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Trying to stop the kids using google greg sheaf hslg conference 2013

Trying to stop the kids using google greg sheaf hslg conference 2013






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    Trying to stop the kids using google greg sheaf hslg conference 2013 Trying to stop the kids using google greg sheaf hslg conference 2013 Presentation Transcript

    • Trinity College Library Dublin, CollegeStreet, Dublin 2Trying to stop thekids using(and get a paper outof it too...)
    • Or…An evaluation of theeffectiveness of informationliteracy training forundergraduate midwives toimprove their ability to accessevidence for practice
    • Greg Sheaf (Trinity College Dublin)Joan G. Lalor (Trinity College Dublin)Mike Clarke (Trinity College Dublin; QueensUniversity Belfast)and over 100 undergrad midwifery studentsfrom TCD. Thanks guys!A study involving…
    • Before westart…
    • Who is this guy?
    • Target audience…• Elements of this presentation were first givento health practitioners at the 13th AnnualInterdisciplinary Research Conference inDublin, November 2012.• …so I had to explain a bit about whatlibrarians do. I thought you’d enjoy looking atthat, hence…
    • Oh, so you’re a librarian?
    • I do love books…Source: Moovida
    • …but I also love the Web!The World Wide Web is brilliant.It gives us access to so muchinformation that used to belocked away or just didn’t exist.For instance:
    • Before the WWW…Source: Anthropomorphised Cat Pictures, Late 19th-Early 20th Century: Louis Wain and HarryWhittier Frees
    • After the WWW…Source: Aww! Kitten Pushes His Adopted Brotherin a Cart
    • Unfortunately there’s more tousing the Web than just findingcat pictures, booking flights andFacebooking…
    • It’s a shame, but you need moreskills...
    • Information Literacy?A set of abilitiesrequiring individuals to“recognize wheninformation is neededand have the ability tolocate, evaluate and useeffectively the neededinformation”“A survival skill in theInformation Age”“It forms the basis forlifelong learning. It iscommon to all disciplines,to all learningenvironments and to alllevels of education. Itenables learners to mastercontent and extend theirinvestigations, becomemore self-directed, andassume greater controlover their learning”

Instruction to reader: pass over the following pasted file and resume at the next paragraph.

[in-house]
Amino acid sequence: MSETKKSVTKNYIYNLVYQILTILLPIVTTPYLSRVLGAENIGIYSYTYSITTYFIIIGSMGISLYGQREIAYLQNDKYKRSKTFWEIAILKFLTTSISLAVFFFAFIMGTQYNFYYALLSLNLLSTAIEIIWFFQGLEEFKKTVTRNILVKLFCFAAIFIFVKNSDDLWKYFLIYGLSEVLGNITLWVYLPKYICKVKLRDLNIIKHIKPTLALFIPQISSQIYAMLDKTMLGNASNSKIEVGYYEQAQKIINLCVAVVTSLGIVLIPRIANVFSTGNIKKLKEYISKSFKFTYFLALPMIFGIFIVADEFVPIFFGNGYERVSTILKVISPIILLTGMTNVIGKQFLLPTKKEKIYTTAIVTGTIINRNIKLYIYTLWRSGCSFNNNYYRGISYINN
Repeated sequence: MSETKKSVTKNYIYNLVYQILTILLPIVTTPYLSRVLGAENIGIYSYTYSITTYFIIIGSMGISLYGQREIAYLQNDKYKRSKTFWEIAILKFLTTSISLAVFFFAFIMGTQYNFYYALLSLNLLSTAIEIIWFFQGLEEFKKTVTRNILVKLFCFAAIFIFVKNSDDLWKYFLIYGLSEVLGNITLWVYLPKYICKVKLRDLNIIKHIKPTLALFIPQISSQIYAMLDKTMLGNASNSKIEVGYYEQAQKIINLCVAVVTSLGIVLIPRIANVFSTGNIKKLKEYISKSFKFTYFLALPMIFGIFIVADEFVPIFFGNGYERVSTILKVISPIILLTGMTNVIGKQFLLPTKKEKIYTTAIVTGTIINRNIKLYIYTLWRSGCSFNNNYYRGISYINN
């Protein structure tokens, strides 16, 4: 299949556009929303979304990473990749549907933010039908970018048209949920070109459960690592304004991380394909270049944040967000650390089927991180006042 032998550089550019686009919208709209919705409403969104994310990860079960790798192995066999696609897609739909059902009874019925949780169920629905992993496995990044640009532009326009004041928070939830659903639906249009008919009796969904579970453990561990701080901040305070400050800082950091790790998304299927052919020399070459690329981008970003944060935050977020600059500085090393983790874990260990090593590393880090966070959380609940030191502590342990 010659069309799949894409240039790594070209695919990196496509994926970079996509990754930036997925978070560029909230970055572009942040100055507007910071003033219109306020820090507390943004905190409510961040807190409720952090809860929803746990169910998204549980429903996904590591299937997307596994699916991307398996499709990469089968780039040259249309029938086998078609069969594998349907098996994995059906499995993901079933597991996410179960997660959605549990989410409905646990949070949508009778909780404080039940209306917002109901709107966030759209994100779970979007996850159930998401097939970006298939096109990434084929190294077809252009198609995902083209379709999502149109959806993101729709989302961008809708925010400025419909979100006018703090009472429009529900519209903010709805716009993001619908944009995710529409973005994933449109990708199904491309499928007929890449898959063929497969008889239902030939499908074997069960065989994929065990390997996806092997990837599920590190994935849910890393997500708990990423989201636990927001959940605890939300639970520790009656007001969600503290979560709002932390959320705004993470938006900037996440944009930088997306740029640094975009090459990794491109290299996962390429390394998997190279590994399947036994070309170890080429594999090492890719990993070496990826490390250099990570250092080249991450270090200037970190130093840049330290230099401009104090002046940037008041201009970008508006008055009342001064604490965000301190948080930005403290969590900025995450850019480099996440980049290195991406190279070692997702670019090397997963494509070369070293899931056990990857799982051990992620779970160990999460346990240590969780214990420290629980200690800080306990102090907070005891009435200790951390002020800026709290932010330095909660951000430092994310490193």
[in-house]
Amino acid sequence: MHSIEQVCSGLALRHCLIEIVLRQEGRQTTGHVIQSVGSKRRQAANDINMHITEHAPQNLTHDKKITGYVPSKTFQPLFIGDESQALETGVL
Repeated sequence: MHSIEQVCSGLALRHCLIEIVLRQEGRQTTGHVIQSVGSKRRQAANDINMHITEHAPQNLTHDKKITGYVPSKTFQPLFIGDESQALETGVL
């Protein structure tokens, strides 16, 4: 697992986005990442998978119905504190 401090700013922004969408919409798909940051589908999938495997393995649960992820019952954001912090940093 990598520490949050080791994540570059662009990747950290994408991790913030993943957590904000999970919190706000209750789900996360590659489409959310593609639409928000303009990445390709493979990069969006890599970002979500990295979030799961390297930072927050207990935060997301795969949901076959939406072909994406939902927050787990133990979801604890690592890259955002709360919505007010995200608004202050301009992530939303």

• Why we didit…
    • BackgroundEntrants to a new direct-entrymidwifery degree wereperforming less ably thanexpected in conductingresearch…
    • What they had got…• They would have only received a tour and a one-hour lecture, giving a general introduction to theLibrary (catalogue, website etc.). Clearly, thiswasn’t enough.• Nursing students got that *and* a one-hourhands-on tutorial (repeated 11 times in theirtutorial groups) on CINAHL in year one, repeatedin year three.• So nurses got a bit more, but not a huge amount.
    • The perception…Source: http://imgur.com/gallery/7sLTM
    • But is thistrue?
    • The CIBER Report• “Information behaviour of theresearcher of the future”, a report byCIBER (UCL Centre for InformationBehaviour & the Evaluation of Research)• Released in January 2008 – we startedat exactly the same time…• ‘Google Generation’ is a myth, says newresearch…
    • The Force is strong in this one…
    • Not only…• The “new report, commissioned by JISC [“the UK’sexpert on information and digital technologies foreducation and research”] and the BritishLibrary, counters the common assumption that the‘Google Generation’ – young people born or broughtup in the Internet age – is the most adept at using theweb. The report by the CIBER research team atUniversity College London claims that, although youngpeople demonstrate an ease and familiarity withcomputers, they rely on the most basic search toolsand do not possess the critical and analytical skills toassess the information that they find on the web.”